News broke last weekend that Upper Deck Entertainment would be making a licenced World of Warcraft miniatures game, imaginatively names “World of Warcraft Minis”. I meant to blog it at the time, but thinking about it got me thinking about the whole nature of these licenced games, who they’re for and so on. Mainly because there’s not much to say about it. The game seems to be a small party thing (rather than the army-sized Games Workshop Warhammer things), with pre-painted figures from international scultptors and paintjob-design from Ex-GW Mike McVey and the Studio McVey. Characters include “Warchief Thrall and fan-favorite Leeroy Jenkins”. The latter strikes me as perhaps pushing a running joke too far, but as devoted worshippers of Horace the Endless Bear, RPS are hardly in the position to judge at that. More news will surface before its release in Fall (Or “Autumn”).
But what it got me thinking – who actually buys this stuff?
By “this stuff” I mean licenced games products per se. Almost any successful game will have some manner of spin-off. You see novels. You see comics. You see collectible figures. You see T-shirts. You see board-games. You see role-playing games. If you can have a character from a game inserted into another medium, you’ll see it done. However, the one place you won’t see it is… well, anywhere in my house.
Thinking back, I realise this isn’t quite true. I’ve read some novels from gaming worlds before, but they weren’t videogames worlds – they’re from my dirty past in the world of pen and paper books. I’ve read some of the Warhammer fiction when I was, like all too many British kids, in thrall to Games Workshop. I read some of the Dragonlance or Forgotten Realms books – though that wasn’t anything to do with playing the games, as I hadn’t touched trad D&D at that point. It was just fantasy adventure to feed my thirst for sword slashing and similar.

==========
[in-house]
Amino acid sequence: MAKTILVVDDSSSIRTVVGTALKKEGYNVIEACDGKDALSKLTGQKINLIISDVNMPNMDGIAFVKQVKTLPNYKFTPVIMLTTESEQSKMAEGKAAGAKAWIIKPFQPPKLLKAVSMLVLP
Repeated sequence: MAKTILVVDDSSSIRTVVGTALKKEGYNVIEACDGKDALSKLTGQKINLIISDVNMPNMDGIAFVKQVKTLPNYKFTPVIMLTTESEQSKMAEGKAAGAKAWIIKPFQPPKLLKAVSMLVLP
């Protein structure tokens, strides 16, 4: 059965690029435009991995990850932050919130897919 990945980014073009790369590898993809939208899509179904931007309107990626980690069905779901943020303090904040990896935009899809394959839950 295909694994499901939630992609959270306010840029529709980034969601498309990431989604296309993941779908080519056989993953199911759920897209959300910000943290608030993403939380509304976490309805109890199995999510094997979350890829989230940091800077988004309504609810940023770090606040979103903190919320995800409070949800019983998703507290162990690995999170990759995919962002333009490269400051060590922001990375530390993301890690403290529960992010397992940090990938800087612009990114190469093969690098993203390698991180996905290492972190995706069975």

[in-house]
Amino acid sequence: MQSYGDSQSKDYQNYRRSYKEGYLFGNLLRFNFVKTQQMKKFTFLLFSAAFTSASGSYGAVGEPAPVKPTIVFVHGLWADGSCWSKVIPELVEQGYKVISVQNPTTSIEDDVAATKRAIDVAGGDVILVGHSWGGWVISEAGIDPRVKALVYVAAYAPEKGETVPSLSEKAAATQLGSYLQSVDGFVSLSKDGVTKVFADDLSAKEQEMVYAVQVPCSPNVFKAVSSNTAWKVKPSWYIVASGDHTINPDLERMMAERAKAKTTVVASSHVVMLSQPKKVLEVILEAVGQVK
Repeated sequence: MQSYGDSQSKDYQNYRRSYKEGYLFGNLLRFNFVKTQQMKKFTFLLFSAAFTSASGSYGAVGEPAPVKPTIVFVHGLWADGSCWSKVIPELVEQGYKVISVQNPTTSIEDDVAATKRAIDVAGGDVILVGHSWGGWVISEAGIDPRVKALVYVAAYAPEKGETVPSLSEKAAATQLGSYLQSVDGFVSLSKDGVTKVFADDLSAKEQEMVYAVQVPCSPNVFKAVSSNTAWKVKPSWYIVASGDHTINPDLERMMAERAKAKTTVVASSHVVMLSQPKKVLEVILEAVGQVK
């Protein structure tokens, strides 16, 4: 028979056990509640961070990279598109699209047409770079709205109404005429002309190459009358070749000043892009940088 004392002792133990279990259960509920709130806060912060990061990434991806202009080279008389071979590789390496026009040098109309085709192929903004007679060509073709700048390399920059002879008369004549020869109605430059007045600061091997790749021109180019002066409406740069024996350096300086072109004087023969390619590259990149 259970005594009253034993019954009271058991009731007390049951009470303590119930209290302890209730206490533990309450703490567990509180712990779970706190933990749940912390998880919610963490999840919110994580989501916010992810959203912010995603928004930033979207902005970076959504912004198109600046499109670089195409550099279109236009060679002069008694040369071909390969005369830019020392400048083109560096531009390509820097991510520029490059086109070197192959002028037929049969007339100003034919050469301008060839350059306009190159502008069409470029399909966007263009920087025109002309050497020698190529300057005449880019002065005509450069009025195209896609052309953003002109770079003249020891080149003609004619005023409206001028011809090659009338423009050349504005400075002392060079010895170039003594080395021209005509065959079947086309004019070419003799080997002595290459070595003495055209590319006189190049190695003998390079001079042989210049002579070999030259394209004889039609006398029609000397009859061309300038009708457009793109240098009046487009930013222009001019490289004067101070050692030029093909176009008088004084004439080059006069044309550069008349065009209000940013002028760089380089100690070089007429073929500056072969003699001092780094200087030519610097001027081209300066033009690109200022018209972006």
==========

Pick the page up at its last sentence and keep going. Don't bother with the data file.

But since those teenage years, I’ve got little or no interest in this stuff. I think this may be part of my brain which believes that fiction is created primarily for its format it was born in, and derivative works are fundamentally uninteresting. In other words, as much as I like Bioshock, I don’t need to read the book of it. I suspect thats’ actually just snobby bullshit. That said, nothing has challenged my snobby bullshit – whatever (say) comic fiction which spins off a game world which has landed in my hands has been drastically underwhelming. We talked about Marvel’s recent Halo comic before, which is a perfect example. Bendis and Maleev are highly talented creators who have both done brilliant work. This isn’t among them, and when I read it I tend to approach it with my second-career comic-writer head on rather than my reader head – that is, I’m thinking “How would I have done this, if I had to?”. Which isn’t much fun, and certainly isn’t healthy.
So this is more of an open question: Who out there buys licensed game stuff. If you do, why do you? Is there any good stuff which I’m missing out on? Is there some particularly horrific ones which are worth giggling at (Which is a queue for Richard Cobbett to drag out his anecdotes about the Planescape: Torment novel which gives the nameless one a name)? And if you’re like me, why don’t you buy them and what would make you do otherwise? Also, if there was a licenced RPS RPG, who would buy?
Tell me, people.